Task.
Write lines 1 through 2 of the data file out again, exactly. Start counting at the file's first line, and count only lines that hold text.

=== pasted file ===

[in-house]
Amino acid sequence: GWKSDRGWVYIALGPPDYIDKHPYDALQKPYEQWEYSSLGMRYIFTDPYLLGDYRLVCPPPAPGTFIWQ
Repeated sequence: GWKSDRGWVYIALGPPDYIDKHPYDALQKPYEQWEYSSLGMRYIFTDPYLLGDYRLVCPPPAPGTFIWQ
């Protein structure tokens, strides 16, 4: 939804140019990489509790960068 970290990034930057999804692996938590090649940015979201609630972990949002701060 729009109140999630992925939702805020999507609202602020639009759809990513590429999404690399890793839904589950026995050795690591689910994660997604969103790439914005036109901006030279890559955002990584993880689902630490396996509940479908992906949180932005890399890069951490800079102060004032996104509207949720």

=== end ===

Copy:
[in-house]
Amino acid sequence: GWKSDRGWVYIALGPPDYIDKHPYDALQKPYEQWEYSSLGMRYIFTDPYLLGDYRLVCPPPAPGTFIWQ